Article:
Exploring the Best Boardgames in New Tabletop Guidebook

The Everything Tabletop
Games Book

The very long titled, The Everything Tabletop Games Book: From Settlers of Catan to Pandemic, Find Out Which Games to Choose, How to Play, and the Best Ways to Win!, is the book you get for your friend who wants to learn about different tabletop games for themselves or (if they have them) their children. The author makes it very evident that as a mother she wants tabletop games that are fun, inviting for everyone and age appropriate.

This is not an encyclopedia of games but an overview of more than 100 games. Given the explosion of games, which Bebo talks about, she groups them into 15 categories. Here are just a few; Contemporary Classics, Deck-Building Games, Tile-Laying Games, Worker Placement Games, Cooperative Games, Hidden Role Games, Area Control, Role-Playing Games and War Games.

I’m sure the reader knows some of the contemporary tabletop games classics like Munchkin, Ticket to Ride, Settlers of Catan or Lords of Waterdeep. But in the Role-Playing Game Category there are games like Weave, which uses Tarot Cards and a computer App or Star Crossed, a romance role-playing game. These more unknown games are presented along with Dungeons & Dragons.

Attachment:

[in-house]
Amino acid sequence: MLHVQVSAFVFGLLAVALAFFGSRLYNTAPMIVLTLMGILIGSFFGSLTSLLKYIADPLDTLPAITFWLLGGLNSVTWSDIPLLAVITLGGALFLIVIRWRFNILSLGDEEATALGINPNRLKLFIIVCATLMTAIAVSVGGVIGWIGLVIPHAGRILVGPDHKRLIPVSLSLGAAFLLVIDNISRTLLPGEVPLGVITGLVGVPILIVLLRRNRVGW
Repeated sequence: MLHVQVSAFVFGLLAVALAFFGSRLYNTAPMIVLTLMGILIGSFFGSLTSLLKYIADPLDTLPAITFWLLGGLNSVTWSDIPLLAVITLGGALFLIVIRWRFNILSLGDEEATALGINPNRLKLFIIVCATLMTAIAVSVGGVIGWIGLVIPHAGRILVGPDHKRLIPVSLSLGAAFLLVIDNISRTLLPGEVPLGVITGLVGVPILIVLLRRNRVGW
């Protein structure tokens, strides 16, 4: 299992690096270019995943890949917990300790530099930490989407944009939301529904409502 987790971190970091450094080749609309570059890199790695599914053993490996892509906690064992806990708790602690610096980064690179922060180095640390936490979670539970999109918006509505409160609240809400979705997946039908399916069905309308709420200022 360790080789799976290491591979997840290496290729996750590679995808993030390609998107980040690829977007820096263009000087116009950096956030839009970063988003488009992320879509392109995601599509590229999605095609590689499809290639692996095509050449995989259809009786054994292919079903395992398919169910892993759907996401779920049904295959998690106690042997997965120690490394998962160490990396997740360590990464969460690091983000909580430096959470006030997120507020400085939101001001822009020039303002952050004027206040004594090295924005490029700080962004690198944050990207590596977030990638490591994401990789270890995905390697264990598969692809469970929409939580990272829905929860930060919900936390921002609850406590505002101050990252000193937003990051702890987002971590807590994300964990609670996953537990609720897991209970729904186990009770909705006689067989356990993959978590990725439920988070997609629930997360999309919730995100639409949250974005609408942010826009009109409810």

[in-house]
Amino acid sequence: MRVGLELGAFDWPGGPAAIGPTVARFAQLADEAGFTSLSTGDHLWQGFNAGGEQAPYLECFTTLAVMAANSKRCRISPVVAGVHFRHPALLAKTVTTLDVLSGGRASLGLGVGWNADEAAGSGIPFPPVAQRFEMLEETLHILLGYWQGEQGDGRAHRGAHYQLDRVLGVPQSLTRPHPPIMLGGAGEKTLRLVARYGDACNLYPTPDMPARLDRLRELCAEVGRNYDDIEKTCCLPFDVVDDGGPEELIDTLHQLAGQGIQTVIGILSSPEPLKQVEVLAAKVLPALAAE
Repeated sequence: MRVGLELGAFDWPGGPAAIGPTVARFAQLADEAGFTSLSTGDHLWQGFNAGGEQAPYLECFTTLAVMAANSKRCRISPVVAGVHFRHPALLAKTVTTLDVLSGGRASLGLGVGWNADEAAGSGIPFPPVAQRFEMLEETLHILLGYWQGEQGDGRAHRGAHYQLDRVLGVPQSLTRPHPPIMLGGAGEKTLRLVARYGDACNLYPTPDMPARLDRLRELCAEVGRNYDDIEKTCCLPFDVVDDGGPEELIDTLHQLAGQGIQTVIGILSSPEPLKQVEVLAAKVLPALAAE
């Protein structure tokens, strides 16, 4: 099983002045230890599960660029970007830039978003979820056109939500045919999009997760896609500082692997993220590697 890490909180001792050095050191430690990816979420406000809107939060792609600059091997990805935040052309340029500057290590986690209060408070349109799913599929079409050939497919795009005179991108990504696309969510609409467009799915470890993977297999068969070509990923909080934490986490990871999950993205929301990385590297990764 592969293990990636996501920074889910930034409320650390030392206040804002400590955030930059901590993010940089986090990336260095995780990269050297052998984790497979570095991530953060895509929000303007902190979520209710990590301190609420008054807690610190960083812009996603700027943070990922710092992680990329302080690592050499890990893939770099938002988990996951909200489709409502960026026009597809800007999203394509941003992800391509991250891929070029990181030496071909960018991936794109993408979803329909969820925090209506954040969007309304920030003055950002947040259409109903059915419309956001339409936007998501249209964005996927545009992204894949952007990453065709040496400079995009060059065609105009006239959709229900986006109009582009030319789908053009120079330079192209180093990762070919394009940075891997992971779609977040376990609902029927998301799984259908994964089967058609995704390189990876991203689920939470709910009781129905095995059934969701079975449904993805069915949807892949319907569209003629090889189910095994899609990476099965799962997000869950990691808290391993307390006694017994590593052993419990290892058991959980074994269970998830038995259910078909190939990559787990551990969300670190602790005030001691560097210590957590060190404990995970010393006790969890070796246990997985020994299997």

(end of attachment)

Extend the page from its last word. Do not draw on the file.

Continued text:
The strength of this book is that it highlights some of the newer or more groundbreaking games along with some of the old stalwarts of the industry. There is even a lesson in terminology. Bebo points out that Boardgames are a subset of tabletop games. So Settlers of Catan and Dungeons & Dragons are both tabletop games but Settlers of Catan belongs to the boardgame subset while Dungeons & Dragons does not.

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Bebo measures each game in an easy four matrix of metrics; Difficulty, Age, Number of Players and Play Time. Difficulty is measured in one to five stars, the Age recommendations range between 3+ (Animal Upon Animal) to 16+ (Red Flags-Dating Game), Number of Players can go from two to 8 (or more) and Play Time (one hour to many hours).

After the four metrics are given the review is divided into The Goal and Let’s Play. Bebo usually keeps this to one sentence but the more complicated and unusual games get more. Dark Moon, a game based on cult horror movies, has a one-word goal “Survive.” One Night Ultimate Werewolf requires a more complex goal explanation because there are multiple ways to win.

The Let’s Play part of the reviews are well done and the accompanying artwork is what give the book a big advantage over other books of its type.

I hope that Bebo’s next book would be on just one of these categories. A whole book on just different Deck Building games or the vast amount of Role Playing games would be welcome by this author.

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